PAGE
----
The authors conclude that even topical steroids at the lowest potency can induce rosacea. Low-strength steroids were implicated in more than one half of the patients in their series. The authors believe the findings support the abrupt withdrawal of steroids as one component of treatment rather than switching the patient to a lower steroid dosage, which is often the practice. They recommend the use of oral erythromycin as the treatment of choice in children with steroid-induced rosacea. They also recommend that topical steroids, including class 7 agents, be especially avoided in children who are susceptible to steroid-induced rosacea.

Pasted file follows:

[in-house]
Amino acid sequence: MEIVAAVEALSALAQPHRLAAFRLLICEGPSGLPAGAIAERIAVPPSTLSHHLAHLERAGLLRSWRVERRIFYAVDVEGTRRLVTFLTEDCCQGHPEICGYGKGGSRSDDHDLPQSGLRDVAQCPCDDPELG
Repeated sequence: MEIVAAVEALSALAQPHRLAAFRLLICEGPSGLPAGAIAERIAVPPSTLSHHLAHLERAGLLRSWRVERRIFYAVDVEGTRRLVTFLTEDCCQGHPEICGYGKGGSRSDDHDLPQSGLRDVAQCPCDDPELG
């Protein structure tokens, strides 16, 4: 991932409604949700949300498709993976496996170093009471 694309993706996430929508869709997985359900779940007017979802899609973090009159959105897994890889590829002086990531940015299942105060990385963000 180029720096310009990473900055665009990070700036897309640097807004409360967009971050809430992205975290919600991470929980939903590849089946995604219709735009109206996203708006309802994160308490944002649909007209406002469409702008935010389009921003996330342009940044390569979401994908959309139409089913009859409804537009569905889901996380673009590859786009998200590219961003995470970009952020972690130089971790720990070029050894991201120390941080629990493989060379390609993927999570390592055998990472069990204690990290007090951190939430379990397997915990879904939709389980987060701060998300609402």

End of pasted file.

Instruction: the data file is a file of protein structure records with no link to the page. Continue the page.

Why are different strengths critical? The appropriate strength depends on many factors. For example, babies absorb topical steroids faster than adults, so they may require a low-potency steroid. Areas of the body where skin touches skin (think: armpits, rectal area, etc), as well as sensitive areas (like the skin on the eyelids), tend to absorb topical steroids more rapidly, so those regions of the body also usually require a low-potency steroid. However, thick, rough skin on the palms of the hands and the soles of the feet usually absorb topical steroids more slowly than other parts of the body, so those areas typically require a more potent steroid. Keep in mind: The greater the potency of the steroid (in other words, the lower its class number), the more likely it is to cause side effects .